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A Close Look At Applied Industrial Technologies, Inc.’s (NYSE:AIT) 14% ROCE

Simply Wall St

Today we are going to look at Applied Industrial Technologies, Inc. (NYSE:AIT) to see whether it might be an attractive investment prospect. Specifically, we'll consider its Return On Capital Employed (ROCE), since that will give us an insight into how efficiently the business can generate profits from the capital it requires.

First, we'll go over how we calculate ROCE. Second, we'll look at its ROCE compared to similar companies. And finally, we'll look at how its current liabilities are impacting its ROCE.

Understanding Return On Capital Employed (ROCE)

ROCE measures the 'return' (pre-tax profit) a company generates from capital employed in its business. Generally speaking a higher ROCE is better. Ultimately, it is a useful but imperfect metric. Renowned investment researcher Michael Mauboussin has suggested that a high ROCE can indicate that 'one dollar invested in the company generates value of more than one dollar'.

How Do You Calculate Return On Capital Employed?

The formula for calculating the return on capital employed is:

Return on Capital Employed = Earnings Before Interest and Tax (EBIT) ÷ (Total Assets - Current Liabilities)

Or for Applied Industrial Technologies:

0.14 = US$268m ÷ (US$2.3b - US$424m) (Based on the trailing twelve months to June 2019.)

Therefore, Applied Industrial Technologies has an ROCE of 14%.

View our latest analysis for Applied Industrial Technologies

Is Applied Industrial Technologies's ROCE Good?

ROCE is commonly used for comparing the performance of similar businesses. Using our data, we find that Applied Industrial Technologies's ROCE is meaningfully better than the 8.8% average in the Trade Distributors industry. I think that's good to see, since it implies the company is better than other companies at making the most of its capital. Independently of how Applied Industrial Technologies compares to its industry, its ROCE in absolute terms appears decent, and the company may be worthy of closer investigation.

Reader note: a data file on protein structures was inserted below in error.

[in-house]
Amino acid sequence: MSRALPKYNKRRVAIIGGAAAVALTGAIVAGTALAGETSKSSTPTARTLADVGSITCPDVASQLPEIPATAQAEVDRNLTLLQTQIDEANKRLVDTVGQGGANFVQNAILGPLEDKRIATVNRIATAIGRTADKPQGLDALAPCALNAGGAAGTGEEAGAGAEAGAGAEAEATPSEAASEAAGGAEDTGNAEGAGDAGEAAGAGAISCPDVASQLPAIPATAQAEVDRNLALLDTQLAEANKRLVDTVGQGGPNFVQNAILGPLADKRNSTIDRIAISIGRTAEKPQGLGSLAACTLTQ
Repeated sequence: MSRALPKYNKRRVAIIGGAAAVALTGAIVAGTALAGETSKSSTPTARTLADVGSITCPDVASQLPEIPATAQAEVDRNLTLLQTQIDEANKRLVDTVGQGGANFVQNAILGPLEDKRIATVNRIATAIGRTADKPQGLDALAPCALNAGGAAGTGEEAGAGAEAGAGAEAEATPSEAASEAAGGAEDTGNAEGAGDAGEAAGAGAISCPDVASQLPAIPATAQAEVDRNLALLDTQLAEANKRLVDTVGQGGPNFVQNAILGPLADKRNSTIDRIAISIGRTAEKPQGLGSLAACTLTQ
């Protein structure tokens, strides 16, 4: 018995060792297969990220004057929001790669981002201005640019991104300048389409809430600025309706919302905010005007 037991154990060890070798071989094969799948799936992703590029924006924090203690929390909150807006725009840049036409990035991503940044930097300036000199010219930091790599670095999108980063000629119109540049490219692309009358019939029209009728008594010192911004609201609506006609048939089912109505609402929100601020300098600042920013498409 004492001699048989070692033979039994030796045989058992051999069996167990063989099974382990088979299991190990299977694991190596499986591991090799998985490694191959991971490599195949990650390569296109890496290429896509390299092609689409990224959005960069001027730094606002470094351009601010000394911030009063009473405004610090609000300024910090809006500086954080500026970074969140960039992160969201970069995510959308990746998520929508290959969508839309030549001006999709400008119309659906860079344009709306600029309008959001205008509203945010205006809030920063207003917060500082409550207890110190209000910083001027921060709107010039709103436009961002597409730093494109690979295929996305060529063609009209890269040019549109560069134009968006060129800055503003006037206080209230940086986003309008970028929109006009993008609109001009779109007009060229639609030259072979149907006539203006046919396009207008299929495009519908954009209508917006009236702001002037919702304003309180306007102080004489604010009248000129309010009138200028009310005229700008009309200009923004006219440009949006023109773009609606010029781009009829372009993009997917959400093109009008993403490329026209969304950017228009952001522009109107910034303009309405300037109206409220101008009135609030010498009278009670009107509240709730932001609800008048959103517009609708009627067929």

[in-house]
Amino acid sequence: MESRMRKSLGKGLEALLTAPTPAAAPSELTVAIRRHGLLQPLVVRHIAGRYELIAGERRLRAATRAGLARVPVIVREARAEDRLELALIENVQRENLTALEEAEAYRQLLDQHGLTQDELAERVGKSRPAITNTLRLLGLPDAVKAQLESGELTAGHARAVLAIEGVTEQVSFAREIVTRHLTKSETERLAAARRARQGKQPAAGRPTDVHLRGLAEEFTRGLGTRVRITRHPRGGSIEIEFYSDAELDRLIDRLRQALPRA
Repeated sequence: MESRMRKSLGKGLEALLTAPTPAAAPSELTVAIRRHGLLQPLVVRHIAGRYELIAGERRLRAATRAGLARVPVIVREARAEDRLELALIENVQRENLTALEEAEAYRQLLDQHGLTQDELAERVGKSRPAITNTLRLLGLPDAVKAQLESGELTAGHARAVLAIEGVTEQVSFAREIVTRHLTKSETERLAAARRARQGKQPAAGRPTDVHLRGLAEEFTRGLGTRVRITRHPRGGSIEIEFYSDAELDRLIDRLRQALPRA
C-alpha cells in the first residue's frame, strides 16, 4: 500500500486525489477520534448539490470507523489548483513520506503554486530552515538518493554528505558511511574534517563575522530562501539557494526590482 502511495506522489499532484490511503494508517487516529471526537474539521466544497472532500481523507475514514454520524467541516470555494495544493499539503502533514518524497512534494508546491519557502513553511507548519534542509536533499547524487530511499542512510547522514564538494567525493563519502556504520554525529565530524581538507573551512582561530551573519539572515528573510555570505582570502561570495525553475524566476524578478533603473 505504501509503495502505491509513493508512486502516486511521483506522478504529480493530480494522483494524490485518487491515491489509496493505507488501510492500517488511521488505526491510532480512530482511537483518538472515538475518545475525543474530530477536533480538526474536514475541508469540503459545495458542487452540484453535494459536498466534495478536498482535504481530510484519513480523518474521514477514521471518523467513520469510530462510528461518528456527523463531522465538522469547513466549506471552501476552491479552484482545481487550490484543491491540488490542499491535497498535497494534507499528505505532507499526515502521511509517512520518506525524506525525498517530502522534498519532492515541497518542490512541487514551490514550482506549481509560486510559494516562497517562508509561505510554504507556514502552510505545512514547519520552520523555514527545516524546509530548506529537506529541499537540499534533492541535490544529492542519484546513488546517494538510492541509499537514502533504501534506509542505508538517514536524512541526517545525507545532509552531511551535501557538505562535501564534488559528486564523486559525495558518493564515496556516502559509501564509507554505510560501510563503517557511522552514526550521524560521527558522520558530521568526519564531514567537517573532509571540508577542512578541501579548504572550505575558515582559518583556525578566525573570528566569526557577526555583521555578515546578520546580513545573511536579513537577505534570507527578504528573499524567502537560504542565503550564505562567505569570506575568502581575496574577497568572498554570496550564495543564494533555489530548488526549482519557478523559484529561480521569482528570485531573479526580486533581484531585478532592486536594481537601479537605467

You can see in the image below how Applied Industrial Technologies's ROCE compares to its industry. Click to see more on past growth.

NYSE:AIT Past Revenue and Net Income, September 25th 2019
NYSE:AIT Past Revenue and Net Income, September 25th 2019

When considering this metric, keep in mind that it is backwards looking, and not necessarily predictive. ROCE can be deceptive for cyclical businesses, as returns can look incredible in boom times, and terribly low in downturns. ROCE is, after all, simply a snap shot of a single year. Future performance is what matters, and you can see analyst predictions in our free report on analyst forecasts for the company.

What Are Current Liabilities, And How Do They Affect Applied Industrial Technologies's ROCE?

Short term (or current) liabilities, are things like supplier invoices, overdrafts, or tax bills that need to be paid within 12 months. The ROCE equation subtracts current liabilities from capital employed, so a company with a lot of current liabilities appears to have less capital employed, and a higher ROCE than otherwise. To counteract this, we check if a company has high current liabilities, relative to its total assets.

Applied Industrial Technologies has total assets of US$2.3b and current liabilities of US$424m. As a result, its current liabilities are equal to approximately 18% of its total assets. Low current liabilities are not boosting the ROCE too much.

What We Can Learn From Applied Industrial Technologies's ROCE

With that in mind, Applied Industrial Technologies's ROCE appears pretty good. Applied Industrial Technologies shapes up well under this analysis, but it is far from the only business delivering excellent numbers . You might also want to check this free collection of companies delivering excellent earnings growth.

If you like to buy stocks alongside management, then you might just love this free list of companies. (Hint: insiders have been buying them).

We aim to bring you long-term focused research analysis driven by fundamental data. Note that our analysis may not factor in the latest price-sensitive company announcements or qualitative material.

If you spot an error that warrants correction, please contact the editor at editorial-team@simplywallst.com. This article by Simply Wall St is general in nature. It does not constitute a recommendation to buy or sell any stock, and does not take account of your objectives, or your financial situation. Simply Wall St has no position in the stocks mentioned. Thank you for reading.